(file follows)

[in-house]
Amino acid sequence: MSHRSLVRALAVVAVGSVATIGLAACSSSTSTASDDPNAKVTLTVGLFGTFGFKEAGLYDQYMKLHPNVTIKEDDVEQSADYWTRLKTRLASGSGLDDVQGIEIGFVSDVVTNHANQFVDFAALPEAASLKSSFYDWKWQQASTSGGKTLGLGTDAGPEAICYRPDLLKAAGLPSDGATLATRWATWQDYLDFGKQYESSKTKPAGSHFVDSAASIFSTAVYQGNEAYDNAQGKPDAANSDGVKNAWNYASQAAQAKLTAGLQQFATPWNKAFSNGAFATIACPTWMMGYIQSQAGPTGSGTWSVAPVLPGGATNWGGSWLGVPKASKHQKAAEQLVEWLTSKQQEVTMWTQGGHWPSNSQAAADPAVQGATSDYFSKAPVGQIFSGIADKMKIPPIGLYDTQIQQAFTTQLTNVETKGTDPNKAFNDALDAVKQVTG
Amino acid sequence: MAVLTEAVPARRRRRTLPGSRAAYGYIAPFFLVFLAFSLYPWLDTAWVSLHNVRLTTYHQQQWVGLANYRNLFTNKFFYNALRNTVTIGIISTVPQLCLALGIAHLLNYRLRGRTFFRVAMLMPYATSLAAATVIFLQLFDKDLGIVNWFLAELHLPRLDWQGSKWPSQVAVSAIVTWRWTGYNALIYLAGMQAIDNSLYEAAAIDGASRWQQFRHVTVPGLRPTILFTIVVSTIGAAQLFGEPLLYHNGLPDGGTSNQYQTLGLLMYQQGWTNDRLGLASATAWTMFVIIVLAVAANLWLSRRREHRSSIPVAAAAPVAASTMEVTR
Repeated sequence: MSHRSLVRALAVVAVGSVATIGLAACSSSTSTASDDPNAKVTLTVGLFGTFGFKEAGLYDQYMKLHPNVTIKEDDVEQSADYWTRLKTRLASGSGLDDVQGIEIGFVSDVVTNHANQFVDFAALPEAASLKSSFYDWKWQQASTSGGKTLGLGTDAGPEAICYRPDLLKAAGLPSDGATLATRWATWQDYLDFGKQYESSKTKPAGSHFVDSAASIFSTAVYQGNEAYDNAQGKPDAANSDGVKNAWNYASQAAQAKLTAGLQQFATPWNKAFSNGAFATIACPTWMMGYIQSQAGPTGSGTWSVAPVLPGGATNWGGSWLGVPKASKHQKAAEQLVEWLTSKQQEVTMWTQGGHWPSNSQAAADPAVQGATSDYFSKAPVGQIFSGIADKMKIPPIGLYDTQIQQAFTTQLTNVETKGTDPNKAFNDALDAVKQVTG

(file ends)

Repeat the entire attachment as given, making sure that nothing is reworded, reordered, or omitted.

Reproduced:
[in-house]
Amino acid sequence: MSHRSLVRALAVVAVGSVATIGLAACSSSTSTASDDPNAKVTLTVGLFGTFGFKEAGLYDQYMKLHPNVTIKEDDVEQSADYWTRLKTRLASGSGLDDVQGIEIGFVSDVVTNHANQFVDFAALPEAASLKSSFYDWKWQQASTSGGKTLGLGTDAGPEAICYRPDLLKAAGLPSDGATLATRWATWQDYLDFGKQYESSKTKPAGSHFVDSAASIFSTAVYQGNEAYDNAQGKPDAANSDGVKNAWNYASQAAQAKLTAGLQQFATPWNKAFSNGAFATIACPTWMMGYIQSQAGPTGSGTWSVAPVLPGGATNWGGSWLGVPKASKHQKAAEQLVEWLTSKQQEVTMWTQGGHWPSNSQAAADPAVQGATSDYFSKAPVGQIFSGIADKMKIPPIGLYDTQIQQAFTTQLTNVETKGTDPNKAFNDALDAVKQVTG
Amino acid sequence: MAVLTEAVPARRRRRTLPGSRAAYGYIAPFFLVFLAFSLYPWLDTAWVSLHNVRLTTYHQQQWVGLANYRNLFTNKFFYNALRNTVTIGIISTVPQLCLALGIAHLLNYRLRGRTFFRVAMLMPYATSLAAATVIFLQLFDKDLGIVNWFLAELHLPRLDWQGSKWPSQVAVSAIVTWRWTGYNALIYLAGMQAIDNSLYEAAAIDGASRWQQFRHVTVPGLRPTILFTIVVSTIGAAQLFGEPLLYHNGLPDGGTSNQYQTLGLLMYQQGWTNDRLGLASATAWTMFVIIVLAVAANLWLSRRREHRSSIPVAAAAPVAASTMEVTR
Repeated sequence: MSHRSLVRALAVVAVGSVATIGLAACSSSTSTASDDPNAKVTLTVGLFGTFGFKEAGLYDQYMKLHPNVTIKEDDVEQSADYWTRLKTRLASGSGLDDVQGIEIGFVSDVVTNHANQFVDFAALPEAASLKSSFYDWKWQQASTSGGKTLGLGTDAGPEAICYRPDLLKAAGLPSDGATLATRWATWQDYLDFGKQYESSKTKPAGSHFVDSAASIFSTAVYQGNEAYDNAQGKPDAANSDGVKNAWNYASQAAQAKLTAGLQQFATPWNKAFSNGAFATIACPTWMMGYIQSQAGPTGSGTWSVAPVLPGGATNWGGSWLGVPKASKHQKAAEQLVEWLTSKQQEVTMWTQGGHWPSNSQAAADPAVQGATSDYFSKAPVGQIFSGIADKMKIPPIGLYDTQIQQAFTTQLTNVETKGTDPNKAFNDALDAVKQVTG